On Thursday, September 21, the results of the voting in Catalyst Fund10 were announced. 192 projects from more than 1300 ideas received funding. 50M ADA coins will be distributed among these projects. 409K votes were cast, which is an increase of 12.5% compared to Fund9. 57,118 unique wallets registered for voting. 4.48B ADA coins were used for voting, which is roughly a fifth of all coins that are staked. However, the results have opened debates about the fairness of the vote.
The Cardano community started debating the large number of downvotes that affected the voting results.
If you look at the results, you will find that there were a large number of downvotes for all projects, including those that were placed on the front ranks. A large number of downvotes is surprising mainly for projects that seem to be clearly beneficial for the Cardano ecosystem or whose teams have a good track record. Of course, it's not about our opinion, but about the opinion of those who vote.
Many people were surprised by how many downvotes (NO) are used and think that Catalyst should only allow upvotes (YES).
Wallets vs. Voting Power
You can see the overview of wallets vs. voting power in the image below, made by Juan Pippo.
As you can see, the largest representation of 34.38% had wallets with from 1K to 5K ADA coins. There were 19,639 of these wallets. The total amount of ADA coins in this group was 47.3M.
The second most numerous group belongs to wallets with between 450 and 1000 ADA coins. There were 9,938 wallets in this group, which was 15.6%. The total amount of ADA coins in this group was 6.1M.
The third most numerous group were wallets with 10k to 25k ADA coins. There were 8,407 of these wallets, which was 14.7%. The total amount of ADA coins in this group was 129.7M.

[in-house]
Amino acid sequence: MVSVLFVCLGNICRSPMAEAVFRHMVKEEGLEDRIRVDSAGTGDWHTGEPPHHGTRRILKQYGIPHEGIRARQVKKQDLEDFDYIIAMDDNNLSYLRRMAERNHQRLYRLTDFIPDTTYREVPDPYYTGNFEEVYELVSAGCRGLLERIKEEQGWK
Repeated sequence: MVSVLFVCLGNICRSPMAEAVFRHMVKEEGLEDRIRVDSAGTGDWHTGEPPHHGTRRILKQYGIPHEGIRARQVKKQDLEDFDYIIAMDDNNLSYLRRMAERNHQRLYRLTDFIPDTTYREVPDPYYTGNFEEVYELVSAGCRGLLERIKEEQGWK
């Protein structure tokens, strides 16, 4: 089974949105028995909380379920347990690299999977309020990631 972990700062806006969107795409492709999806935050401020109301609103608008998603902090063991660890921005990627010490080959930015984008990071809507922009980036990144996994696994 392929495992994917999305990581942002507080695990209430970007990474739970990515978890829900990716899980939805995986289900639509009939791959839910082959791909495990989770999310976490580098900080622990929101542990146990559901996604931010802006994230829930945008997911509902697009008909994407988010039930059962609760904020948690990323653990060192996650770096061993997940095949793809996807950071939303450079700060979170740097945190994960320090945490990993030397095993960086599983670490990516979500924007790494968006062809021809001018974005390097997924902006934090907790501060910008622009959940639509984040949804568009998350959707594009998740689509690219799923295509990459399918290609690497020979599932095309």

The smallest representation was a single wallet with between 75M and 100M ADA coins. The owner of this wallet holds 82.8M ADA coins.
The owner of one wallet had more voting power than the 2 most numerous wallet groups, that was more than almost 30K wallets.
You can find a good overview from an author who calls himself Ed n' Stuff.
As you can see, 34 big whales, i.e. wallets with more than 10 M ADA coins, participated in the vote. They all together had roughly 630M ADA coins available for voting.
1 ADA = 1 Vote
Many people believe that 1 ADA = 1 vote is not a good mechanism. They propose different solutions, for example, quadratic voting, or a system similar to 1 person = 1 vote.
Proposals like quadratic voting cannot work, as whales can always split their ADA coins into multiple wallets. It's laborious but doable. All restrictions and limitations at this level do not make sense. It could only work if it was possible to associate ADA coins with a real identity. However, this is undesirable in the blockchain world.
I perceive the proposal similarly that those who, for example, stake ADA for a longer period of time, would have stronger voting power. Or one that would do more on-chain transactions. None of this will work, because even a whale can stake for several years without a change in staking. A whale can even run its own pool. A whale, like anyone else, can send a huge number of transactions. It's just a matter of fees.